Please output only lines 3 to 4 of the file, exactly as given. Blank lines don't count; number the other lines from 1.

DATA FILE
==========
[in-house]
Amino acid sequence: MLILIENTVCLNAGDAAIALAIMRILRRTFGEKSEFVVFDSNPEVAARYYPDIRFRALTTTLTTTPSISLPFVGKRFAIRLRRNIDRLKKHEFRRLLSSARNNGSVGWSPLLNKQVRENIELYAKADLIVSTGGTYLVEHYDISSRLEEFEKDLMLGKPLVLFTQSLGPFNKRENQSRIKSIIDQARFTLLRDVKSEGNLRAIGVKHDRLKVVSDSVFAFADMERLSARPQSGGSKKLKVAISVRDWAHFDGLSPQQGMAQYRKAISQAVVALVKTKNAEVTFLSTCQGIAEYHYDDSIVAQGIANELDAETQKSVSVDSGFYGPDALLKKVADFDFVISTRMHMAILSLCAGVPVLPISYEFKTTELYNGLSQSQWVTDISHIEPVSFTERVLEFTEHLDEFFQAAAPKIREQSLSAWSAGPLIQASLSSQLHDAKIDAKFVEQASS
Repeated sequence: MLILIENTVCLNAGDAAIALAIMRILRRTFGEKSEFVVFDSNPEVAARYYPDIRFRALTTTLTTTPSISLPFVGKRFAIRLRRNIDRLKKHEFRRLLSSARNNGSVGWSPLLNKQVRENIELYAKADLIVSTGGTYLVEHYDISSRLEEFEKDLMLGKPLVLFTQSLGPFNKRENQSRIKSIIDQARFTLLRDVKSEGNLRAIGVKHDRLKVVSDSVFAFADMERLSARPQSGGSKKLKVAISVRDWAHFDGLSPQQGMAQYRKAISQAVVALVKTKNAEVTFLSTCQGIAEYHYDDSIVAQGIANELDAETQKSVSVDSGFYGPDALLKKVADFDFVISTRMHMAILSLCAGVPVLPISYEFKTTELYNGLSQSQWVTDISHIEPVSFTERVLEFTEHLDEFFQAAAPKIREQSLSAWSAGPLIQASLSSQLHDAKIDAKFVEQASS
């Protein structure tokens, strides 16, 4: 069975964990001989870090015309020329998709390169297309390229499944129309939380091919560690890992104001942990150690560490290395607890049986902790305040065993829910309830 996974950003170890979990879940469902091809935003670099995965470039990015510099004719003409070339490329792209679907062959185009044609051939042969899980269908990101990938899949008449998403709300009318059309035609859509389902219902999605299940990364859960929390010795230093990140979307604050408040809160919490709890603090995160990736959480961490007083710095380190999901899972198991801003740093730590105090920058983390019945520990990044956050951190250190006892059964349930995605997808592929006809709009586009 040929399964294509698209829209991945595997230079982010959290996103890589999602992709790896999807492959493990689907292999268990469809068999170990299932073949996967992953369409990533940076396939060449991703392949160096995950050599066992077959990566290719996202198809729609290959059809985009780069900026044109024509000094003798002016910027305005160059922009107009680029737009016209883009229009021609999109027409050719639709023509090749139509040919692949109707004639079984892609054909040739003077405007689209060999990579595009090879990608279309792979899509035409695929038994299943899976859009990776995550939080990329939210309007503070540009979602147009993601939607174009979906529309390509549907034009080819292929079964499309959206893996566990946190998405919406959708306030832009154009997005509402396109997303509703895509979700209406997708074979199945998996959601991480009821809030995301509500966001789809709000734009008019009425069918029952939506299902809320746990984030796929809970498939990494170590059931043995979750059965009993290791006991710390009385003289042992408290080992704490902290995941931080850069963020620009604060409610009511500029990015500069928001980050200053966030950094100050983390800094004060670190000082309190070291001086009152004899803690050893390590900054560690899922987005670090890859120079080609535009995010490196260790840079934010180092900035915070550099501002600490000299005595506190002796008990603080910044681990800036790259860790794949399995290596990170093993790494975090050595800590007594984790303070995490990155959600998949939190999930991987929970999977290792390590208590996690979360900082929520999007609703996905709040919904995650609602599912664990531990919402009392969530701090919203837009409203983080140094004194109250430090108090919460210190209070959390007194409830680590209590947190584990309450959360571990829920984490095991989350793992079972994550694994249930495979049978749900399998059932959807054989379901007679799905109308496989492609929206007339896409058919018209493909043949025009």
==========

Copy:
Repeated sequence: MLILIENTVCLNAGDAAIALAIMRILRRTFGEKSEFVVFDSNPEVAARYYPDIRFRALTTTLTTTPSISLPFVGKRFAIRLRRNIDRLKKHEFRRLLSSARNNGSVGWSPLLNKQVRENIELYAKADLIVSTGGTYLVEHYDISSRLEEFEKDLMLGKPLVLFTQSLGPFNKRENQSRIKSIIDQARFTLLRDVKSEGNLRAIGVKHDRLKVVSDSVFAFADMERLSARPQSGGSKKLKVAISVRDWAHFDGLSPQQGMAQYRKAISQAVVALVKTKNAEVTFLSTCQGIAEYHYDDSIVAQGIANELDAETQKSVSVDSGFYGPDALLKKVADFDFVISTRMHMAILSLCAGVPVLPISYEFKTTELYNGLSQSQWVTDISHIEPVSFTERVLEFTEHLDEFFQAAAPKIREQSLSAWSAGPLIQASLSSQLHDAKIDAKFVEQASS
């Protein structure tokens, strides 16, 4: 069975964990001989870090015309020329998709390169297309390229499944129309939380091919560690890992104001942990150690560490290395607890049986902790305040065993829910309830 996974950003170890979990879940469902091809935003670099995965470039990015510099004719003409070339490329792209679907062959185009044609051939042969899980269908990101990938899949008449998403709300009318059309035609859509389902219902999605299940990364859960929390010795230093990140979307604050408040809160919490709890603090995160990736959480961490007083710095380190999901899972198991801003740093730590105090920058983390019945520990990044956050951190250190006892059964349930995605997808592929006809709009586009 040929399964294509698209829209991945595997230079982010959290996103890589999602992709790896999807492959493990689907292999268990469809068999170990299932073949996967992953369409990533940076396939060449991703392949160096995950050599066992077959990566290719996202198809729609290959059809985009780069900026044109024509000094003798002016910027305005160059922009107009680029737009016209883009229009021609999109027409050719639709023509090749139509040919692949109707004639079984892609054909040739003077405007689209060999990579595009090879990608279309792979899509035409695929038994299943899976859009990776995550939080990329939210309007503070540009979602147009993601939607174009979906529309390509549907034009080819292929079964499309959206893996566990946190998405919406959708306030832009154009997005509402396109997303509703895509979700209406997708074979199945998996959601991480009821809030995301509500966001789809709000734009008019009425069918029952939506299902809320746990984030796929809970498939990494170590059931043995979750059965009993290791006991710390009385003289042992408290080992704490902290995941931080850069963020620009604060409610009511500029990015500069928001980050200053966030950094100050983390800094004060670190000082309190070291001086009152004899803690050893390590900054560690899922987005670090890859120079080609535009995010490196260790840079934010180092900035915070550099501002600490000299005595506190002796008990603080910044681990800036790259860790794949399995290596990170093993790494975090050595800590007594984790303070995490990155959600998949939190999930991987929970999977290792390590208590996690979360900082929520999007609703996905709040919904995650609602599912664990531990919402009392969530701090919203837009409203983080140094004194109250430090108090919460210190209070959390007194409830680590209590947190584990309450959360571990829920984490095991989350793992079972994550694994249930495979049978749900399998059932959807054989379901007679799905109308496989492609929206007339896409058919018209493909043949025009």